Because I could count on Myself, when fiancés failed and finances flagged, Myself was there to console and to counsel. When everyone else was an idiot, Myself was a wise sage. Myself was always able to make me feel better about myself! Myself wanted to run things! But the Lord was showing me that Myself had — in truth — run my life into the rocks of Pain and Misery more often than not. I was forced to admit that Myself was not just inadequate but simply incompetent. To adapt Pogo’s comment, “I had met the enemy and it was Myself!”
Sick of Myself
Well, that was a difficult realization, and predictably, this set me off into a “Myself-pity-jag” in which I mourned wasted years and my own idiotic decisions. I sank into a sort of endless mental recycling of my woes until one day, I realized that my every thought seemed to be about Myself. I realized my worries about self-image were just a socially acceptable form of this idolatry. And I was sick of it already! So sick of it that I really got down to it with the Lord and I begged Him to change me. Rid me of Myself, please, O Lord, please.
And He did. But ouch. Dying on my cross exposed all my nerve endings. I learned that control was still a refuge for me, but that had to go. Ironically, I tried to control the entire Death-to-Self process, but shock! I was not in control! In fact, I was significantly out of control and my emotions showed it. I raged at the Lord; I wept; I pouted. As a counselor friend of mine puts it, I had a lot of “emotional material cycling.” And after that cycling, I felt deep shame for the childish behavior I had exhibited. It was a pretty bad scene.
The Lord Himself comforted me by showing me two important aspects of going through a crucifixion: First, I couldn’t put myself on the Cross — only the Lord could. So the timing and the process of my inner healing was in His hands. And second, the body fights death by asphyxiation. My emotional responses were almost inevitable…at least in the beginning of the process, when I lacked trust in the Lord.
But there did come a day when I felt “finished” in a way; the most obvious sin was gone from my life and I finally “felt” as forgiven as I was in fact. And I did find some deeper wells of compassion for those who were on the journey of healing from their sin and the sin patterns that were engraved in their lives. And yet, that judgmental Pharisee was still lurking in the corners of my prayers. Extracting him would take another Cross.
The Big Battle
When the Lord asked me to study and serve Him as a counselor, you would have thought the world had ended with the way I went on about it. I wanted to serve the Lord, yes, but I wanted to do it — as the song goes — “My Way.” To have to serve by listening to endless sad stories from unhappy people seemed to be the end of my joy. Emphasis on my joy!
It took several years for me to answer the call to study Christian Counseling. I took a couple of half-hearted runs at it, signing up for a Christian Counseling course or conference, but the Lord restrained me. He spoke to me gently, telling me that He loved me too much to force me to do this that I did not want to do.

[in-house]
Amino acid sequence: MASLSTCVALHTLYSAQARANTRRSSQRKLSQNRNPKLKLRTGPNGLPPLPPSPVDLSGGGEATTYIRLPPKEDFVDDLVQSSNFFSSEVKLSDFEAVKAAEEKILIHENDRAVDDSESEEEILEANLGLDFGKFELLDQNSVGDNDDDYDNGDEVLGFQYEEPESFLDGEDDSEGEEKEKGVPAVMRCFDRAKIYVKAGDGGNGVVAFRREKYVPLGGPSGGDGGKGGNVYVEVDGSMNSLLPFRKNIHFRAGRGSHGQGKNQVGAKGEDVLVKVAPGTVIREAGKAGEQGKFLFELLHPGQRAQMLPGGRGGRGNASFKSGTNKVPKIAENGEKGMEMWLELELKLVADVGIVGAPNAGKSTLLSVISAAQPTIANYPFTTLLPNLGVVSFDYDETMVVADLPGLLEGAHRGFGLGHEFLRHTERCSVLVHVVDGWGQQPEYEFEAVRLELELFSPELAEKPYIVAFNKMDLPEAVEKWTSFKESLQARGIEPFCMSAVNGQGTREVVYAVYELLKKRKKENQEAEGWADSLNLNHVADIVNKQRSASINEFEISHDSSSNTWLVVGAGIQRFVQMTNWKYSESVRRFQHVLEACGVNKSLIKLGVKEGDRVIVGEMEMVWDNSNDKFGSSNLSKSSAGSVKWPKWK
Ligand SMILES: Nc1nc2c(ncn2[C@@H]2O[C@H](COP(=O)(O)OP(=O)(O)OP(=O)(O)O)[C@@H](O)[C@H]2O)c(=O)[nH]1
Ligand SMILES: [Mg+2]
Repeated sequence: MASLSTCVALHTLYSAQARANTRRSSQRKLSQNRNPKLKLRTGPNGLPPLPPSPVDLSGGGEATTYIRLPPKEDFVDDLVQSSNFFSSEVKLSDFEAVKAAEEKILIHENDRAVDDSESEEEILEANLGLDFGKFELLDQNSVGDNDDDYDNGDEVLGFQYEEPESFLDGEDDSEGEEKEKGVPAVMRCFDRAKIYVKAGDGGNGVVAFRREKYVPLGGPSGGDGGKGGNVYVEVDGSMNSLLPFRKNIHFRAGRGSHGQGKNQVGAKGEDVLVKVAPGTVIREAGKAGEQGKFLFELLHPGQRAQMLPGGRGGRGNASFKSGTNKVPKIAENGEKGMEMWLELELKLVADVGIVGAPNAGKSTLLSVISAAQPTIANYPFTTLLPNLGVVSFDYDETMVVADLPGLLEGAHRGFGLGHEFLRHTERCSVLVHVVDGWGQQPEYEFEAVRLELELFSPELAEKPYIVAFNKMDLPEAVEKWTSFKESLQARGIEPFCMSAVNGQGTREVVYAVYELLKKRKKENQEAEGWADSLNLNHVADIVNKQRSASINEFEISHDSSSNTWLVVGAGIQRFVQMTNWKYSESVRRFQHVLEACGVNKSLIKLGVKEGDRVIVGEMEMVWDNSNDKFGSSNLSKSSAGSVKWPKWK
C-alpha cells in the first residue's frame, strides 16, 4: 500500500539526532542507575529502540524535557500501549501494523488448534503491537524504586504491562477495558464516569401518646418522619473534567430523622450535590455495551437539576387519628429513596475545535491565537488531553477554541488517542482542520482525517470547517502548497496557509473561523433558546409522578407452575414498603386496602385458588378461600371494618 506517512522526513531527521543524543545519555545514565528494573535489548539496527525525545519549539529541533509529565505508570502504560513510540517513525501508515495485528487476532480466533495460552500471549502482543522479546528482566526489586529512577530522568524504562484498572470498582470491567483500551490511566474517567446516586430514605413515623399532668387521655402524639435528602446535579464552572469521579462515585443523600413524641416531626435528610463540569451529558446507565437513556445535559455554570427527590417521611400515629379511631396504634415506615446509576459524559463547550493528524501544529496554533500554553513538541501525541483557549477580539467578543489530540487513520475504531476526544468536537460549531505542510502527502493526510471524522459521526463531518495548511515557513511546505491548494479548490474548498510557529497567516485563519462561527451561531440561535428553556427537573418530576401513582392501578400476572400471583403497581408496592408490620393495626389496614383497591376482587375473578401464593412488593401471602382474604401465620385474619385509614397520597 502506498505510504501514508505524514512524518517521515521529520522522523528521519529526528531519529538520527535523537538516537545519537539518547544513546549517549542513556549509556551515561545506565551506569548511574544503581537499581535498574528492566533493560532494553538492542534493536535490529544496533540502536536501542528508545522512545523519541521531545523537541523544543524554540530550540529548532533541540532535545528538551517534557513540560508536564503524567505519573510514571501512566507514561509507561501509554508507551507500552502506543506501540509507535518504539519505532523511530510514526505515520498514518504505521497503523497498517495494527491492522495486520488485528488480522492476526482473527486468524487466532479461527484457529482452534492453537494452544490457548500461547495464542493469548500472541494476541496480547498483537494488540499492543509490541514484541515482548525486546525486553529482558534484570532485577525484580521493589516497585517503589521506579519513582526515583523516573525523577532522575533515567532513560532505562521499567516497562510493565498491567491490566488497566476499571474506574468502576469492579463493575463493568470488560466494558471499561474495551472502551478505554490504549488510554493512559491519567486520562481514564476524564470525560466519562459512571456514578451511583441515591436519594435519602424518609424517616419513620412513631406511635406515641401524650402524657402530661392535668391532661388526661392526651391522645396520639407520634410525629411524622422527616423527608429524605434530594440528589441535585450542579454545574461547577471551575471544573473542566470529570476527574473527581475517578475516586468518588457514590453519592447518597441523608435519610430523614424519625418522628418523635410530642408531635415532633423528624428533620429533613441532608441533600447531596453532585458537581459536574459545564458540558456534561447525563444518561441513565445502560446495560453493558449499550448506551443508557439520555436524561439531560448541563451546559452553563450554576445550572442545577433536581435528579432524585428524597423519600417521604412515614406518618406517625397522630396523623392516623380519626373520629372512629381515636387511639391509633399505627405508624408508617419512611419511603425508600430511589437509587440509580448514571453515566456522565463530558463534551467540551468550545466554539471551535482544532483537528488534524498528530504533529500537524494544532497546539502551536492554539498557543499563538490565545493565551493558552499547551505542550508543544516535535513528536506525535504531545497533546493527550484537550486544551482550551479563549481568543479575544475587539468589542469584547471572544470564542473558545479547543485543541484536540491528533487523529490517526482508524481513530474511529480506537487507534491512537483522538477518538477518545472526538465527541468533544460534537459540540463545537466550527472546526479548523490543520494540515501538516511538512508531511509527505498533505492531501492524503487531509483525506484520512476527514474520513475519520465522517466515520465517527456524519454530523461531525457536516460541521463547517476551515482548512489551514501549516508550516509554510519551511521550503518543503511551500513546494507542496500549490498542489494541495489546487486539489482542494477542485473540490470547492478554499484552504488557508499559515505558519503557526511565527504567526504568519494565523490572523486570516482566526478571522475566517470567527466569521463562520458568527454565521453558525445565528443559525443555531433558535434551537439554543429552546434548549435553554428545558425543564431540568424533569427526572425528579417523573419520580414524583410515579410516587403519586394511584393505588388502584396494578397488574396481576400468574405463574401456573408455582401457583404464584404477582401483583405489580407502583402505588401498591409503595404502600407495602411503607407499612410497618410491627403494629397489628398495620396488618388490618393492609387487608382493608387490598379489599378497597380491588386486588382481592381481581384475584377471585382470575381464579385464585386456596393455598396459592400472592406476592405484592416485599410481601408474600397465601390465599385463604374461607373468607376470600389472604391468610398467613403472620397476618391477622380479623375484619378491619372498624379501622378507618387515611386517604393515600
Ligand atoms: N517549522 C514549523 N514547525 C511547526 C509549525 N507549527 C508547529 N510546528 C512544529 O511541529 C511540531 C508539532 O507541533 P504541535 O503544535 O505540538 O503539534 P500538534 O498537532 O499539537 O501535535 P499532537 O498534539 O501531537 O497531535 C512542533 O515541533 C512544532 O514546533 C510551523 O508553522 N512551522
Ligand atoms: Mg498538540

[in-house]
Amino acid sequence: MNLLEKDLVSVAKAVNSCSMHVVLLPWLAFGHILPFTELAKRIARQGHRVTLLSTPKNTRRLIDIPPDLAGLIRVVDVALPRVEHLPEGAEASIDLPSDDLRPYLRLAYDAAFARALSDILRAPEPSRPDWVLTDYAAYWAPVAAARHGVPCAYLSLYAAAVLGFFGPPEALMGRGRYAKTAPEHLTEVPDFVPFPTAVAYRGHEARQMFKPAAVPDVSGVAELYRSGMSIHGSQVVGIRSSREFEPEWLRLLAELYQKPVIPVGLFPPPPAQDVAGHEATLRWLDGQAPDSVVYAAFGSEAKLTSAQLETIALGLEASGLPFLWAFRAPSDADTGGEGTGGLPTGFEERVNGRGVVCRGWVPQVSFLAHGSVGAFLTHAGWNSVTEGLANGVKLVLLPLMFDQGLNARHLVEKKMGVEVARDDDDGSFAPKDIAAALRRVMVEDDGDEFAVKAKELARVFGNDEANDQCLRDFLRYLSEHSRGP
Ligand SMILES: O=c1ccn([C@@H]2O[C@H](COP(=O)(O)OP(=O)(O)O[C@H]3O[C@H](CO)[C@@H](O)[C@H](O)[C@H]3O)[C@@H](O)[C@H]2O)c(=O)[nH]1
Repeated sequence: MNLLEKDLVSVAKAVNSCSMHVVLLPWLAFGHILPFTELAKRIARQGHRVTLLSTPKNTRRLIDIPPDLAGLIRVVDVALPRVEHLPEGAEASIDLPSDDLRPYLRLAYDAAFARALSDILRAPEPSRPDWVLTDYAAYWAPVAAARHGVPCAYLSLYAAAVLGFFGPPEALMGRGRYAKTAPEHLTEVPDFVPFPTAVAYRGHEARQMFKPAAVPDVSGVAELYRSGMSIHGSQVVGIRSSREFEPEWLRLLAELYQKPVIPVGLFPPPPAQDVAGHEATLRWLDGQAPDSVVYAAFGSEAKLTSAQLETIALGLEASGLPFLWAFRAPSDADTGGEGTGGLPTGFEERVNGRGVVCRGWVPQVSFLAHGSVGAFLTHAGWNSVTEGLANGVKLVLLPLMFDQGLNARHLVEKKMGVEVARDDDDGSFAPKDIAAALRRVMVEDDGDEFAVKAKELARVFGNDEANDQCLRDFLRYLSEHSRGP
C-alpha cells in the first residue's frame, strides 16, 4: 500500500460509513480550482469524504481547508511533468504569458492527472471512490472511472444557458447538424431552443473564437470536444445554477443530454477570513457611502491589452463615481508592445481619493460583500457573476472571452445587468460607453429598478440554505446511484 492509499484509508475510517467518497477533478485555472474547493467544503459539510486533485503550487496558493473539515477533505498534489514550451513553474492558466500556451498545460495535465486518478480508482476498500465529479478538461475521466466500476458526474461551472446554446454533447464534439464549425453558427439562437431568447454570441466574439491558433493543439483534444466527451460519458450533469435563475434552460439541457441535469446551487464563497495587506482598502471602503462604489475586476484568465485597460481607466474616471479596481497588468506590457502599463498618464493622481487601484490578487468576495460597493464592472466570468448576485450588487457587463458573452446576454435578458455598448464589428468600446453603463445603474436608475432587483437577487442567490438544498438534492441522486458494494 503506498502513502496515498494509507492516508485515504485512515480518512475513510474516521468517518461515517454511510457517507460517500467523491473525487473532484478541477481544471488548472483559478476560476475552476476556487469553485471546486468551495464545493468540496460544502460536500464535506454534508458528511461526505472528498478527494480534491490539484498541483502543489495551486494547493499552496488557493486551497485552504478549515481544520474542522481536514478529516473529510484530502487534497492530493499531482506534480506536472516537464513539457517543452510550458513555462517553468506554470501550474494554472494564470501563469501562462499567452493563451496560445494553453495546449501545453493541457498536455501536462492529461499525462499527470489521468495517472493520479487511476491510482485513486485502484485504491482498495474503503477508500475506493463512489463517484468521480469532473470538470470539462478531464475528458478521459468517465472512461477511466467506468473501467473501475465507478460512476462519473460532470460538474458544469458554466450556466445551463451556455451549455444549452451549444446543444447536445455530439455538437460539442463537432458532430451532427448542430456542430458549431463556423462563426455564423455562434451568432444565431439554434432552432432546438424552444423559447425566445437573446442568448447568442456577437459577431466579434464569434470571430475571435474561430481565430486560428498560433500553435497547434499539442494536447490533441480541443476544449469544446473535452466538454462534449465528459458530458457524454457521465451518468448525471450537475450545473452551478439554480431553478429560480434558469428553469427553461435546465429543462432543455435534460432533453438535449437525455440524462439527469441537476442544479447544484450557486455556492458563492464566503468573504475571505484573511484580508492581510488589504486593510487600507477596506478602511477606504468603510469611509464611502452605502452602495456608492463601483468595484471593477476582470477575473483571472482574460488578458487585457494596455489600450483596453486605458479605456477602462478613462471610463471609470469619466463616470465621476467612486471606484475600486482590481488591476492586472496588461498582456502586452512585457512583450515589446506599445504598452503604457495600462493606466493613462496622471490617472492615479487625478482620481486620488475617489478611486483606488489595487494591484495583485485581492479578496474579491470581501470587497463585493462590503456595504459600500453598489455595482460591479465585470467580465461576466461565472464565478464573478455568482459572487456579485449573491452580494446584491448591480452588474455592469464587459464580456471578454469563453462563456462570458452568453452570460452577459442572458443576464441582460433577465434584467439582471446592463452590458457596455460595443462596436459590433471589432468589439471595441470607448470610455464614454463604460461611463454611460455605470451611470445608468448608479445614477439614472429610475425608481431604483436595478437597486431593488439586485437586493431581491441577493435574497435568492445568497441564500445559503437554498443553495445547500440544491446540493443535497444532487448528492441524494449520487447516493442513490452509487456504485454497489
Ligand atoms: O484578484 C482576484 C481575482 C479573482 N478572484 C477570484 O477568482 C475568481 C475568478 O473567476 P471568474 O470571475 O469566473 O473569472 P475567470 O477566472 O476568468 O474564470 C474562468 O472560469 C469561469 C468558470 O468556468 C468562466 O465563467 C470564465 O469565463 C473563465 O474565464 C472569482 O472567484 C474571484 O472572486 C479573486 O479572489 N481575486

This kindness from Him showed me how much detritus remained in the hollowed-out vessel I thought I had become. My heart was not yet aligned with the Lord’s on this call. This was so even when the Lord finally sprang me from the secular work force, leading me into a Master’s Program in Christian Mental Health Counseling. Even though I recognized how the Spirit had healed me in the processes of which I was learning, I still resented the idea of having to do counseling as a major part of my ministry.
I couldn’t get past my vision of how defeating it is to listen to the troubles of others and to feel so utterly incompetent in the face of their suffering. Ah, that was it! There was, in the end, not a blessed thing I could do to help another person in distress. I had to rely totally on the Holy Spirit. This was ultimately the rub. In almost every other kind of ministry or endeavor, there was always a back-up. If the Lord didn’t show up, well, I could do the speech, I could say the prayer, I could put the sandwiches together…vacuum the sanctuary…make the schedule…read the Bible or the books. Yes, I could!
But counseling…intimate, vulnerable, aching with emotion…counseling threatened my hard-won emotional boundaries. In the end, accepting the counseling call was my Waterloo or my Armageddon, if you prefer. Because I was called to be as vulnerable…as naked emotionally …as reliant on the Holy Spirit for hope, direction, healing as my client. This felt like a step too far out of my control. And I finally understood why I fought this call and why the Lord desired it.
There would be no true compassion in me without walking with the wounded. And there would be no real healing without allowing the Healer to move through His vessel. For this reason, Myself — and that judgmental Pharisee — had to go…to be burned up in the fires of the Holy One, to be borne to the pit of despair on the cross.
Is “Self” totally dead in me? I doubt it. I hope so, but now and again, I feel “S” trying to creep back onto the throne. When that happens, the Lord is faithful to show me so I can repent and enthrone the Savior instead. When I remember God’s kindness in slaying Myself in me, I have more assurance that the picture of my prayer looks more like the tax collector than the Pharisee. And I have more hope for the efficacy of that prayer. For it is written: Truly, truly, I say to you, unless a grain of wheat falls into the earth and dies, it remains alone; but if it dies, it bears much fruit. Whoever loves his life loses it, and whoever hates his life in this world will keep it for eternal life. If anyone serves me, he must follow me; and where I am, there will my servant be also. If anyone serves me, the Father will honor him. (John 12: 24-26)
Lord, we choose to allow Your prayer, Your Spirit, Your Power, Your Compassion to flow through us. Put to death self in us. We choose to pray as the apostle did, “by the mercies of God, to present [our] bodies as a living sacrifice, holy and acceptable to God, which is [our] spiritual worship. [We do not want to be] conformed to this world, but [to] be transformed by the renewal of [our] mind, that by testing [we] may discern what is the will of God, what is good and acceptable and perfect.” In the Name above All Names — Jesus the Savior and the One Enthroned in our lives. Amen and Amen.